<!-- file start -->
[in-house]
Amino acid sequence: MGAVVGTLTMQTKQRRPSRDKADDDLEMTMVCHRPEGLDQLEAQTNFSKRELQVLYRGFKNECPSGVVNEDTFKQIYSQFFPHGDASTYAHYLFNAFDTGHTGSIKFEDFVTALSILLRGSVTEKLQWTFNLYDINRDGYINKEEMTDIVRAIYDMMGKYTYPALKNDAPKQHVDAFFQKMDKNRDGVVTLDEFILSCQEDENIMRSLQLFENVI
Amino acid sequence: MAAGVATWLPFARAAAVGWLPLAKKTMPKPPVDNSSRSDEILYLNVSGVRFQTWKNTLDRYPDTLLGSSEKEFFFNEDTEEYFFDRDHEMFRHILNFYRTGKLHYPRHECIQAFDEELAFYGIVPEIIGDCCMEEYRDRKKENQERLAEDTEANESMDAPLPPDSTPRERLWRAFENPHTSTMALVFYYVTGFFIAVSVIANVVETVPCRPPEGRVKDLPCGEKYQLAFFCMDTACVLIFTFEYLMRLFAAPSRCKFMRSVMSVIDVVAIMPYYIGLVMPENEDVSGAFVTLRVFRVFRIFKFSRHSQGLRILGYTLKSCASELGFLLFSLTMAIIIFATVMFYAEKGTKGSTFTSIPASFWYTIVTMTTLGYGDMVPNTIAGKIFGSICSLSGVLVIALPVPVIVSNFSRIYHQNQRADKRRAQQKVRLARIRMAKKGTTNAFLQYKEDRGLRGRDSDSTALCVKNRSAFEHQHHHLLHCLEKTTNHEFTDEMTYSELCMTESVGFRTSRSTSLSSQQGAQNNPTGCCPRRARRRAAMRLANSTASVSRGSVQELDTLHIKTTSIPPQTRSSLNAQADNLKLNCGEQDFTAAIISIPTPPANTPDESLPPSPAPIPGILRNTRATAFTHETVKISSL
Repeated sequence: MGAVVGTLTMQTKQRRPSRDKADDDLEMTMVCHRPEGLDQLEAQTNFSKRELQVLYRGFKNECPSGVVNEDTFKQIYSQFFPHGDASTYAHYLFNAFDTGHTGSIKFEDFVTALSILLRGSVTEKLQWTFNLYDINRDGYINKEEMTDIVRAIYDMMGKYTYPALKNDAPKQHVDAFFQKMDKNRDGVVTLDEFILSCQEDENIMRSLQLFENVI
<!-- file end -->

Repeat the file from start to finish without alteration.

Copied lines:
[in-house]
Amino acid sequence: MGAVVGTLTMQTKQRRPSRDKADDDLEMTMVCHRPEGLDQLEAQTNFSKRELQVLYRGFKNECPSGVVNEDTFKQIYSQFFPHGDASTYAHYLFNAFDTGHTGSIKFEDFVTALSILLRGSVTEKLQWTFNLYDINRDGYINKEEMTDIVRAIYDMMGKYTYPALKNDAPKQHVDAFFQKMDKNRDGVVTLDEFILSCQEDENIMRSLQLFENVI
Amino acid sequence: MAAGVATWLPFARAAAVGWLPLAKKTMPKPPVDNSSRSDEILYLNVSGVRFQTWKNTLDRYPDTLLGSSEKEFFFNEDTEEYFFDRDHEMFRHILNFYRTGKLHYPRHECIQAFDEELAFYGIVPEIIGDCCMEEYRDRKKENQERLAEDTEANESMDAPLPPDSTPRERLWRAFENPHTSTMALVFYYVTGFFIAVSVIANVVETVPCRPPEGRVKDLPCGEKYQLAFFCMDTACVLIFTFEYLMRLFAAPSRCKFMRSVMSVIDVVAIMPYYIGLVMPENEDVSGAFVTLRVFRVFRIFKFSRHSQGLRILGYTLKSCASELGFLLFSLTMAIIIFATVMFYAEKGTKGSTFTSIPASFWYTIVTMTTLGYGDMVPNTIAGKIFGSICSLSGVLVIALPVPVIVSNFSRIYHQNQRADKRRAQQKVRLARIRMAKKGTTNAFLQYKEDRGLRGRDSDSTALCVKNRSAFEHQHHHLLHCLEKTTNHEFTDEMTYSELCMTESVGFRTSRSTSLSSQQGAQNNPTGCCPRRARRRAAMRLANSTASVSRGSVQELDTLHIKTTSIPPQTRSSLNAQADNLKLNCGEQDFTAAIISIPTPPANTPDESLPPSPAPIPGILRNTRATAFTHETVKISSL
Repeated sequence: MGAVVGTLTMQTKQRRPSRDKADDDLEMTMVCHRPEGLDQLEAQTNFSKRELQVLYRGFKNECPSGVVNEDTFKQIYSQFFPHGDASTYAHYLFNAFDTGHTGSIKFEDFVTALSILLRGSVTEKLQWTFNLYDINRDGYINKEEMTDIVRAIYDMMGKYTYPALKNDAPKQHVDAFFQKMDKNRDGVVTLDEFILSCQEDENIMRSLQLFENVI